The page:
Carryduff fire: 91-year-old man dies as neighbour's house fire spreads
A 91-year-old man has died after an overnight fire near his house engulfed his property in Carryduff, on the outskirts of Belfast.
Samuel Carson died after a blaze in the garage of a house at Thorndale Park, off the Hillsborough Road, caused his home to go up in flames.
Firefighters responded to a call of an oil tank on fire at the neighbour's house at about 01:00 BST on Tuesday.
Mr Carson was removed from his home but he died at the scene.
Police have said they do not believe the cause of the fire was suspicious.
The pastor of Carryduff Baptist Church, Gordon Walker, said the tragedy had left the family shaken.
"One of his daughters was actually here when they brought him out of the house and you know there will come a day when he is going to be taken away from us.
"But to go in this way, I think that just processing that is going to be the most challenging thing over the next few days.""Tragic"
In a statement, the Northern Ireland Fire and Rescue Service (NIFRS) said: "Firefighters rescued a 91-year-old man from the property, and alongside ambulance personnel they carried out CPR, but sadly the man died at the scene."
The firefighter in charge of the operation, group commander Kevin O'Neill, described the circumstances of the fire as "tragic".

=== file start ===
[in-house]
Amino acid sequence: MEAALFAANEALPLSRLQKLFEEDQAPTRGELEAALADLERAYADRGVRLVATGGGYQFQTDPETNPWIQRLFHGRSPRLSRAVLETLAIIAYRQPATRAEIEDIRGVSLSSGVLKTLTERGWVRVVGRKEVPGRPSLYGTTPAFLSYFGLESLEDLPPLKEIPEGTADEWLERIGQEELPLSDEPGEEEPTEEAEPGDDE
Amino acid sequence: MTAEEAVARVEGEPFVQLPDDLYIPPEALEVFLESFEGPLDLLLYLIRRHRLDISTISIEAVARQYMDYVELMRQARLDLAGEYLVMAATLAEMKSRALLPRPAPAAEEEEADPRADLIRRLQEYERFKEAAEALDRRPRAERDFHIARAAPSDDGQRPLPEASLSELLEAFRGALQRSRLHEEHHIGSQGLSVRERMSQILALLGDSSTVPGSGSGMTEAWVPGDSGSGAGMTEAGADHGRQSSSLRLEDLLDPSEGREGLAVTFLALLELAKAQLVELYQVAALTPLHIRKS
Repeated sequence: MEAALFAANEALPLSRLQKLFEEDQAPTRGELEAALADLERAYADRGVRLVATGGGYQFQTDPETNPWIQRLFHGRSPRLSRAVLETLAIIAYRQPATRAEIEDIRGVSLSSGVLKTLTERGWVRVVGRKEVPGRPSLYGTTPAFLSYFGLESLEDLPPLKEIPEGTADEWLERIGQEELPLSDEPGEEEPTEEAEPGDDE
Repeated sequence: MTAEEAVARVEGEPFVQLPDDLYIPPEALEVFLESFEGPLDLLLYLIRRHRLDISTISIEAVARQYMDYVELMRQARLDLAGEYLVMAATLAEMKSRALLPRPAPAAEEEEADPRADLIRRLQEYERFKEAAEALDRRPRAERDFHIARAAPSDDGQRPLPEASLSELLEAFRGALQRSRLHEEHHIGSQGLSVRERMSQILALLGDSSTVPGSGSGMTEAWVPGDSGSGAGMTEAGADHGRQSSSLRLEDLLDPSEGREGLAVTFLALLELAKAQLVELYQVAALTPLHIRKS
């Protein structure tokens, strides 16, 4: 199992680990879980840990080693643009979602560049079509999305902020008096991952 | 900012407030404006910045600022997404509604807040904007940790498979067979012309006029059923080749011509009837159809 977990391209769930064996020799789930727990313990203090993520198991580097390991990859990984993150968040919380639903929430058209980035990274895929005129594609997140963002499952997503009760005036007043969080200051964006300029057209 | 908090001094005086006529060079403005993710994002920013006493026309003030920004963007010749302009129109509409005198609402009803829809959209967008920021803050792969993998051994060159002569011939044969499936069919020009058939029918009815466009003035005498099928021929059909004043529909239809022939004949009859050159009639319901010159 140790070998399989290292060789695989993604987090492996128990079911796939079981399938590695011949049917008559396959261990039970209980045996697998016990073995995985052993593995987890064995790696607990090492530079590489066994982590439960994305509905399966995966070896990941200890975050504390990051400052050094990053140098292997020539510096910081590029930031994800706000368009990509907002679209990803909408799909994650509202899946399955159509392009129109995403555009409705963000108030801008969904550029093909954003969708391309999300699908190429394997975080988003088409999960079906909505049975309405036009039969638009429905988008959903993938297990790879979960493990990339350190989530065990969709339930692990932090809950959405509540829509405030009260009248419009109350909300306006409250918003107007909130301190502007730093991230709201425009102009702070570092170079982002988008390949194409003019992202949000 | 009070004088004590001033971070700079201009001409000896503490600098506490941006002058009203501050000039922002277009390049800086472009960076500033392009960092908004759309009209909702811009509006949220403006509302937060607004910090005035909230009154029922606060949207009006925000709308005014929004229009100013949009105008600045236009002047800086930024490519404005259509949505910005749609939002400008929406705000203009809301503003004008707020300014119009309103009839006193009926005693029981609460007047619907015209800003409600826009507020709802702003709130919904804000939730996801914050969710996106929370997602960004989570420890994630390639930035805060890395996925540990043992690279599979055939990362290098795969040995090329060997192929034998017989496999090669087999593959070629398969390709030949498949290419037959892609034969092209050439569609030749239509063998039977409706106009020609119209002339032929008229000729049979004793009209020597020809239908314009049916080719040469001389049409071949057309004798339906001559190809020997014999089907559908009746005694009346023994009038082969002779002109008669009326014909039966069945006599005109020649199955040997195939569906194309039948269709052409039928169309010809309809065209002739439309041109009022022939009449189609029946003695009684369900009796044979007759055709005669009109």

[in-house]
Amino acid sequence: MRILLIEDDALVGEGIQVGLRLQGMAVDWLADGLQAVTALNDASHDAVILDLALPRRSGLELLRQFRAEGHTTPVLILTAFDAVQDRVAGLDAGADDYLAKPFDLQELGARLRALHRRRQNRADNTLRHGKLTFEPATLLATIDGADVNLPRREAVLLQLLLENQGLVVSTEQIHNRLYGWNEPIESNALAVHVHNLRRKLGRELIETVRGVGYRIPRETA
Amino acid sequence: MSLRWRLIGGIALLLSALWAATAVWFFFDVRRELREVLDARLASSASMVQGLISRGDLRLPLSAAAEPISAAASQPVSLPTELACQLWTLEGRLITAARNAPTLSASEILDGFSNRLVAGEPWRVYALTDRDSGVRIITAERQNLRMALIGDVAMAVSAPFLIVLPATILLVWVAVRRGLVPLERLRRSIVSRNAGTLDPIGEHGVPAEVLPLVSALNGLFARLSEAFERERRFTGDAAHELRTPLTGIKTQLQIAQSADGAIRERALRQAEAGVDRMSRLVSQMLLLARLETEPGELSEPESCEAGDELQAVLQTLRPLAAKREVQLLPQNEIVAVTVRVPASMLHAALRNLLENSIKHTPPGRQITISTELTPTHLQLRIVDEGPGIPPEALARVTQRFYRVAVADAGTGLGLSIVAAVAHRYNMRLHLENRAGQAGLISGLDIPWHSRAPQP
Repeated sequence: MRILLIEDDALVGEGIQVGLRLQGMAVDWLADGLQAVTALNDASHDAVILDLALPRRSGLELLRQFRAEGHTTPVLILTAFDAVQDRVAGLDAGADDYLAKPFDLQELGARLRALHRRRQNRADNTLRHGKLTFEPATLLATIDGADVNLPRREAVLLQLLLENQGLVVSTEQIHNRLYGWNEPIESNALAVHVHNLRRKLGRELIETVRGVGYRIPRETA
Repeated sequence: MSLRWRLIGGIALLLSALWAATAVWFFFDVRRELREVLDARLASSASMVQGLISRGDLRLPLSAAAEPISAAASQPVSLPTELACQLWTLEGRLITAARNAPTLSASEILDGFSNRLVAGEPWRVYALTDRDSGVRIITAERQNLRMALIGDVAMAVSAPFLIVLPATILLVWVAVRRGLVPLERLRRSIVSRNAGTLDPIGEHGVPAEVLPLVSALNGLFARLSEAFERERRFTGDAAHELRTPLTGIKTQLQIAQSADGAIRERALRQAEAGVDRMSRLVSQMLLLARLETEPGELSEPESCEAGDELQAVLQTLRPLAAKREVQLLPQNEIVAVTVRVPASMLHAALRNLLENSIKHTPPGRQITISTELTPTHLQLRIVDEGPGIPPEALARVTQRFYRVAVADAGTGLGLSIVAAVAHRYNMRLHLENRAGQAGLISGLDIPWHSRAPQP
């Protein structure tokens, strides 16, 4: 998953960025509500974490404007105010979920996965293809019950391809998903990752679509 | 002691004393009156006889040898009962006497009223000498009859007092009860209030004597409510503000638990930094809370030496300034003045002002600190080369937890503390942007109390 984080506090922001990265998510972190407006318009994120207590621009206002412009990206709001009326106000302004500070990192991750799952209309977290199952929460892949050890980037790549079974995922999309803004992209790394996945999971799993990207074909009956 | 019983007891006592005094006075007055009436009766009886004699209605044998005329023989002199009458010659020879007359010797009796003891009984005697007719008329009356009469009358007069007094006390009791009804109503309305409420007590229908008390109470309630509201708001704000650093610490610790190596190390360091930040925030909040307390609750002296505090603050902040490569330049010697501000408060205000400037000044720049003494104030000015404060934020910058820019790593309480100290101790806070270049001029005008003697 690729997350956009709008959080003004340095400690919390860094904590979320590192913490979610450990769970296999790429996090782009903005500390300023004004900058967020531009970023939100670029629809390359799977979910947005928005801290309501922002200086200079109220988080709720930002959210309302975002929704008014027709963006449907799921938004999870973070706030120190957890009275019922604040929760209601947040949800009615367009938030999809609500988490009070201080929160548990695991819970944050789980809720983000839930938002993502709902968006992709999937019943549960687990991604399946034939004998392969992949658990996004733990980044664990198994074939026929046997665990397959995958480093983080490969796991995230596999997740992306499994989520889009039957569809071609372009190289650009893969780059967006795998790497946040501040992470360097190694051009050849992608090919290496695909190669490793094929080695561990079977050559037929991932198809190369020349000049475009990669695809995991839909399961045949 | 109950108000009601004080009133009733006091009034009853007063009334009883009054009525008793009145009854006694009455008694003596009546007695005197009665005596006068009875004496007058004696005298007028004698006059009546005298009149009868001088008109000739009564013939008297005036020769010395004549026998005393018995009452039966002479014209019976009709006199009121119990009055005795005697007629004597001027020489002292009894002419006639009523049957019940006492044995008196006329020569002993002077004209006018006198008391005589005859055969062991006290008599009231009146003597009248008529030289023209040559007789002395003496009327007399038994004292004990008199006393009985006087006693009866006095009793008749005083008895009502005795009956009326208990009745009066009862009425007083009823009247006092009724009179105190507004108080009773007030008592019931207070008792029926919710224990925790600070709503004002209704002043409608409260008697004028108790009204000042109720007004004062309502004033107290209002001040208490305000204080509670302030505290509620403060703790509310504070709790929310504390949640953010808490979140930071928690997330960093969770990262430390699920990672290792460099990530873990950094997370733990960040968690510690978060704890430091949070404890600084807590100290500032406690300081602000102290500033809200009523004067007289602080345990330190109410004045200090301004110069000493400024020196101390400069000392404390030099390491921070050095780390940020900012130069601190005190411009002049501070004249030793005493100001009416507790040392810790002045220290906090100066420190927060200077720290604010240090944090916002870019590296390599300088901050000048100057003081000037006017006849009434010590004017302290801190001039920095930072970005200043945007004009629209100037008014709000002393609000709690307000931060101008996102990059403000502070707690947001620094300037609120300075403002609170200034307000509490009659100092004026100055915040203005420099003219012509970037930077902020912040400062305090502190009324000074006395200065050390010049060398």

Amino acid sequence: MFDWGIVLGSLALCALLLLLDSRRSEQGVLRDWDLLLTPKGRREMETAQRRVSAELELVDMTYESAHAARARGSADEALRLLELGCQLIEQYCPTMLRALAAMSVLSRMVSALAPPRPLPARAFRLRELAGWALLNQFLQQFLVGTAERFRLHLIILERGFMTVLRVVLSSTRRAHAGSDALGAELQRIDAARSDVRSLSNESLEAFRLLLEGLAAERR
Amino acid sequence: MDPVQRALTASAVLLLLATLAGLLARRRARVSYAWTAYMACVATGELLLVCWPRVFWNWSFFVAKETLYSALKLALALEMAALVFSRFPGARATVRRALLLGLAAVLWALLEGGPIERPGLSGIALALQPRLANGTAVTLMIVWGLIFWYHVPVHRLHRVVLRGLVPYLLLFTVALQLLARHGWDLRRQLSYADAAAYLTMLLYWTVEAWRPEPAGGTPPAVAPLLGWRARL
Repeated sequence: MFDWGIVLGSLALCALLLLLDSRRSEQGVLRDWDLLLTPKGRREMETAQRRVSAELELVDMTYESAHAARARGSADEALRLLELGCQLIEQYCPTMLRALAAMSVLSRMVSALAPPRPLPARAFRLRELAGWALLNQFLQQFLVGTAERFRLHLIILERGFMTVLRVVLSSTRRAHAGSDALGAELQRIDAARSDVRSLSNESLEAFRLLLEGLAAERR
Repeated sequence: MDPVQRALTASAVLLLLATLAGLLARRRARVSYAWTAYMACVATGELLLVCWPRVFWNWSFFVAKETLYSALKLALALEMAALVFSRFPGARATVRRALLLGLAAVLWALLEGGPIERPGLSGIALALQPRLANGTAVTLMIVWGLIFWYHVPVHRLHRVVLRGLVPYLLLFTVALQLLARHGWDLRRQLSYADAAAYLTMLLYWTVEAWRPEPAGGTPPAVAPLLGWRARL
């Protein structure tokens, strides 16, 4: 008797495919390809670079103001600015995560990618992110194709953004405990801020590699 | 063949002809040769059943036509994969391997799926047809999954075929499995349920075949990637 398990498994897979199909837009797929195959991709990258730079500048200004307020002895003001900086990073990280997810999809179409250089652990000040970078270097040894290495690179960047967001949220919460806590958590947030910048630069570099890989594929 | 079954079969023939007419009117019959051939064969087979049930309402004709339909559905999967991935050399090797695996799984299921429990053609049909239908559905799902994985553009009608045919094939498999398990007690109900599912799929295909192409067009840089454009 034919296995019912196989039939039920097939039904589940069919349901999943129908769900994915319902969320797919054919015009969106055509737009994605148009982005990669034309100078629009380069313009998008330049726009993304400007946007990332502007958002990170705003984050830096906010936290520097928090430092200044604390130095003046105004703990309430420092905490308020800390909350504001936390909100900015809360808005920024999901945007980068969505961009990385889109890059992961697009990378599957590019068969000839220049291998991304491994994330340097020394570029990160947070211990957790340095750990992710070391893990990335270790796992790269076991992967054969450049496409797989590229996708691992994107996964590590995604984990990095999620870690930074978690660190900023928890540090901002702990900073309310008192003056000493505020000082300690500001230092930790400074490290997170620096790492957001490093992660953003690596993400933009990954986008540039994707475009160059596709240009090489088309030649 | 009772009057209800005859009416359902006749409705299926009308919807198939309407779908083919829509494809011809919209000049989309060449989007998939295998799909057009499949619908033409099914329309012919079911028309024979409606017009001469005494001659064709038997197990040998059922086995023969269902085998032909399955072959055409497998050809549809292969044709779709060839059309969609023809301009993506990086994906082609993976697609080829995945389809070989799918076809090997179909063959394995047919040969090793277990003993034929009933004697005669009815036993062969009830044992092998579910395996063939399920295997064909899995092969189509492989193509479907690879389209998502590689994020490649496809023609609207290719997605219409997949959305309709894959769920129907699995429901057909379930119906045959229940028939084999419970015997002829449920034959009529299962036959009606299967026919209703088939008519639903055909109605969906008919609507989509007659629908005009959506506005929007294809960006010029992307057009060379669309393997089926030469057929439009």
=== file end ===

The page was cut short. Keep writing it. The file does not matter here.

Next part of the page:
"When we arrived we saw that the fire had spread from the garage to an oil tank, which had ruptured causing the rupture of a second oil tank, and the running heating oil from these two oil tanks ran downhill into another property, and the occupant in that property subsequently died as a a result of the fire," Mr O'Neill said.
The blaze that had damaged the bungalow, the garage and the oil tanks took about four hours to bring under control and was dealt with by 05:00 BST.'Multiple explosions'
BBC News NI reporter Rick Faragher, who went to the scene on Tuesday morning, said neighbours told him that Mr Carson lived alone.
"One woman who lives two doors down from the property told me she heard multiple explosions, as many as five," he said.
"She and the rest of the small street came out to see what was happening and saw what she called large flames."
About 40 firefighters, seven fire appliances and a command support unit were involved in the operation.